How to Use an Airlock to Make Wine

Written by roland hulme
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How to Use an Airlock to Make Wine
Making wine is a careful balance of biological processes. An airlock helps control this process during the second fermentation (Jupiterimages/Photos.com/Getty Images)

Making wine involves a biological process in which yeast bacteria consume the sugar in grape juice and metabolise it into alcohol. For most wine production, this is a two-step process. The first step is a primary fermentation, in which yeast bacteria has access to the air and metabolises the bulk of the sugar. The second step requires an airlock, which continues the fermentation process but slows it down considerably by restricting the bacteria's exposure to oxygen. An airlock prevents oxygen from entering the container being used for fermentation but allows the carbon dioxide produced during the process to escape (to prevent the container from exploding).

Skill level:
Moderate

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Things you need

  • Wine product, after its primary fermentation
  • Plastic tubing/hoses/racking equipment
  • Carboy/barrel for secondary fermentation (glass, plastic, oak or stainless-steel)
  • Oak chips/cubes (if desired)
  • Airlock

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Instructions

  1. 1

    Begin this process with wine that has already undergone its primary fermentation. This means that you have left grapes or grape juice with water and yeast to ferment for a number of days or weeks, depending on your wine making method. This unfinished wine is sometimes called "wine product." When the primary fermentation stage has finished, you will be able to use an airlock to complete the wine making process with your fermented wine product.

  2. 2

    Check that your wine product has completed its primary fermentation. Many wine experts do this by taste alone -- being able to gauge how far the process has progressed by the sweetness of the wine. If the wine mix is sweet, it indicates that there is still a large quantity of sugar in the wine product and it should be left longer for the yeast bacteria to continue to metabolise it into alcohol. If the wine product does not taste sweet, you are ready to continue.

  3. 3

    Prepare your carboy/barrel for the secondary fermentation. You will need to sterilise it to ensure that no foreign bacteria is present as that can affect the taste of your wine. You can do this by washing your carboy/barrel with boiling water and/or a solution of bleach or sodium metabisulphite. You will then need to thoroughly rinse your container to prevent the sterilisation solution you used from affecting the taste. Use chlorinated tap water to do this -- the chlorine in the water makes it bacteria-free and a great choice for rinsing sterile containers.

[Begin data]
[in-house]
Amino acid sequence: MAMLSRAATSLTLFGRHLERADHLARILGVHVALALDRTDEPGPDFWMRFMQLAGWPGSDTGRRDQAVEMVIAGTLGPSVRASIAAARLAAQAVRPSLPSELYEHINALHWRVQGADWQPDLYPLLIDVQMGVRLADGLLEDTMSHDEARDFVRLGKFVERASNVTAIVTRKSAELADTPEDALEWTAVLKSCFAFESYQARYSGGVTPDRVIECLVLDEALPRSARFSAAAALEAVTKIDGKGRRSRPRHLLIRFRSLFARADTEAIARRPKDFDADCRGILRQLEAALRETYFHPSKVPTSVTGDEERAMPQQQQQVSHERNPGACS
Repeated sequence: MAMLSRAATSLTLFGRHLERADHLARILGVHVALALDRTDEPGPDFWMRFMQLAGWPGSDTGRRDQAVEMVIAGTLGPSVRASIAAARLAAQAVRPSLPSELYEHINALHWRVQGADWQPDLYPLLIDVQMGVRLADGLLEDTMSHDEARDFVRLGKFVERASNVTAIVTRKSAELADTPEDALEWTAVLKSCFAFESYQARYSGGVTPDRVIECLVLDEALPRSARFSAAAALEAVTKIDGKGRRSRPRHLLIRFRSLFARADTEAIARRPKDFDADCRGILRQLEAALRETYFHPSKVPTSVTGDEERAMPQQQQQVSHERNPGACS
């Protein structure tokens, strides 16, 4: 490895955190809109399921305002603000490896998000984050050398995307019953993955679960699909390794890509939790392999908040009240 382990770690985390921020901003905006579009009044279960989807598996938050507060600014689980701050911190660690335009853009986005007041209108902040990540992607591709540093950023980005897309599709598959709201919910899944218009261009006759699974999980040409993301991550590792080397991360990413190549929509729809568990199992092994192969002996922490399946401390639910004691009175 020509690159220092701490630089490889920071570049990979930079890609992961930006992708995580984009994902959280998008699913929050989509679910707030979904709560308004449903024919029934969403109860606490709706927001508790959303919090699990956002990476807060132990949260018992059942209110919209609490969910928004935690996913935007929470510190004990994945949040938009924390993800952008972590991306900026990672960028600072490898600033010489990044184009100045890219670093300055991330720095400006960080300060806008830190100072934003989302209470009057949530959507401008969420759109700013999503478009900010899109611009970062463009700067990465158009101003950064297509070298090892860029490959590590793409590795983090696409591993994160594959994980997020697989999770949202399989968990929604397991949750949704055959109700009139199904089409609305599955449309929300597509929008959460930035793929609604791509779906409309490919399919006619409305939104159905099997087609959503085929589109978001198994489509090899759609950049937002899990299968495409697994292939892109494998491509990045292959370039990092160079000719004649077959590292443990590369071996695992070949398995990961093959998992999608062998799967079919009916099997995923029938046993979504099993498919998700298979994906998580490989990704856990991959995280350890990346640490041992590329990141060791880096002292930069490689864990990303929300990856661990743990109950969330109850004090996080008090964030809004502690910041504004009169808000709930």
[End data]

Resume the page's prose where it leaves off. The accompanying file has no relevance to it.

4. 4

    Rack your wine product from the primary fermentation container into your newly-sterilised carboy/barrel. You will need to use plastic hosing or a racking kit to do this. Be very gentle when racking from your primary fermentation container to your carboy/barrel, as the first container will have lees (sediment of dead yeast) and residue at the bottom of the container. If you avoid stirring or agitating this sediment, the wine product you rack will be clear and sediment-free when you transfer it to your sterilised carboy/barrel for the second fermentation.

  5. 5

    Add oak cubes or oak chips at this point if that is your preference. They can add additional flavour and character to your wine. Measure 680gr of oak chips per 5 gallons of wine. Soak the oak chips in boiling water for 10 minutes prior to adding them to your carboy/barrel. This saturates and sterilises the chips. If you are not adding oak cubes or oak chips, proceed directly to the next step in the process.

  6. 6

    Place your carboy/barrel where it will remain during the secondary fermentation process. There should be an ambient temperature between 21.1 and 23.9 degrees Celsius -- any cooler and the fermentation process will be held back, any warmer and it will be accelerated and affect the taste of your finished wine.

  7. 7

    Seal your carboy/barrel with your airlock. Depending on the type of airlock you are using, you may need to fill the airlock half way with water. Use chlorinated tap water for this. The airlock will produce a seal, preventing oxygen from entering your carboy/barrel and allowing carbon dioxide to escape. You can confirm the fermentation taking place by noting the bubbles of gas in the water-filled airlock.

  8. 8

    Leave your sealed container undisturbed until the secondary fermentation process has finished. You can normally judge the completion by watching the airlock. When the water in it stops bubbling, it indicates that the yeast bacteria has run out of sugar to metabolise and has become dormant. Taste the wine at this stage to see whether you can rack it into bottles ready for the next stage in your wine making process or if it needs to be left longer. If you are oak ageing the wine product in an oak barrel or using oak chips or oak cubes, you will need to also gauge how satisfied you are with the oak character and whether or not to leave the wine longer.

  9. 9

    Test the wine product until satisfied that it is ready to be racked into bottles -- ready to be drunk or laid down for additional ageing. As with racking the wine from your primary fermentation, be careful during this process not to disturb the lees and residue at the bottom of your carboy/barrel as doing so could make your wine appear cloudy.

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